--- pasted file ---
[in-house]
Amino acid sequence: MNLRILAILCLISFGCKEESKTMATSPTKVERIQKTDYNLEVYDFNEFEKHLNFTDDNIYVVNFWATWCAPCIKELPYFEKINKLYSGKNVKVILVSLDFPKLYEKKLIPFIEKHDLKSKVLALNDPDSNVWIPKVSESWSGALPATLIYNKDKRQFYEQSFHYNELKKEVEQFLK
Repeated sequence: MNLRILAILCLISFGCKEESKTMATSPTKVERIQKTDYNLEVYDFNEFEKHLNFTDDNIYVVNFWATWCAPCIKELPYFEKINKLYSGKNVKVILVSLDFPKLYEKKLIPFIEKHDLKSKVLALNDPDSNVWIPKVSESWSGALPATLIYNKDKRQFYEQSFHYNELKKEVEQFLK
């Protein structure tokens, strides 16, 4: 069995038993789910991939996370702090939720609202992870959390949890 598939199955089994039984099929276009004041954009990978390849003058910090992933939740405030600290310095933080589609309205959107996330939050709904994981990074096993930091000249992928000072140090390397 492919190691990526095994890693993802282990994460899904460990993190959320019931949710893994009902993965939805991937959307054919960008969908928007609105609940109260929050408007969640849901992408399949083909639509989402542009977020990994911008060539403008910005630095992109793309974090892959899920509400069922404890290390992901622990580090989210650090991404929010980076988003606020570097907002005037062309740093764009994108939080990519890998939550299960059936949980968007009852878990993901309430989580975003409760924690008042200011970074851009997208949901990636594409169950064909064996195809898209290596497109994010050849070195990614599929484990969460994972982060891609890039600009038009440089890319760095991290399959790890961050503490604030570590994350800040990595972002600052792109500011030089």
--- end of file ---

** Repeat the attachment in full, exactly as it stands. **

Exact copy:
[in-house]
Amino acid sequence: MNLRILAILCLISFGCKEESKTMATSPTKVERIQKTDYNLEVYDFNEFEKHLNFTDDNIYVVNFWATWCAPCIKELPYFEKINKLYSGKNVKVILVSLDFPKLYEKKLIPFIEKHDLKSKVLALNDPDSNVWIPKVSESWSGALPATLIYNKDKRQFYEQSFHYNELKKEVEQFLK
Repeated sequence: MNLRILAILCLISFGCKEESKTMATSPTKVERIQKTDYNLEVYDFNEFEKHLNFTDDNIYVVNFWATWCAPCIKELPYFEKINKLYSGKNVKVILVSLDFPKLYEKKLIPFIEKHDLKSKVLALNDPDSNVWIPKVSESWSGALPATLIYNKDKRQFYEQSFHYNELKKEVEQFLK
């Protein structure tokens, strides 16, 4: 069995038993789910991939996370702090939720609202992870959390949890 598939199955089994039984099929276009004041954009990978390849003058910090992933939740405030600290310095933080589609309205959107996330939050709904994981990074096993930091000249992928000072140090390397 492919190691990526095994890693993802282990994460899904460990993190959320019931949710893994009902993965939805991937959307054919960008969908928007609105609940109260929050408007969640849901992408399949083909639509989402542009977020990994911008060539403008910005630095992109793309974090892959899920509400069922404890290390992901622990580090989210650090991404929010980076988003606020570097907002005037062309740093764009994108939080990519890998939550299960059936949980968007009852878990993901309430989580975003409760924690008042200011970074851009997208949901990636594409169950064909064996195809898209290596497109994010050849070195990614599929484990969460994972982060891609890039600009038009440089890319760095991290399959790890961050503490604030570590994350800040990595972002600052792109500011030089």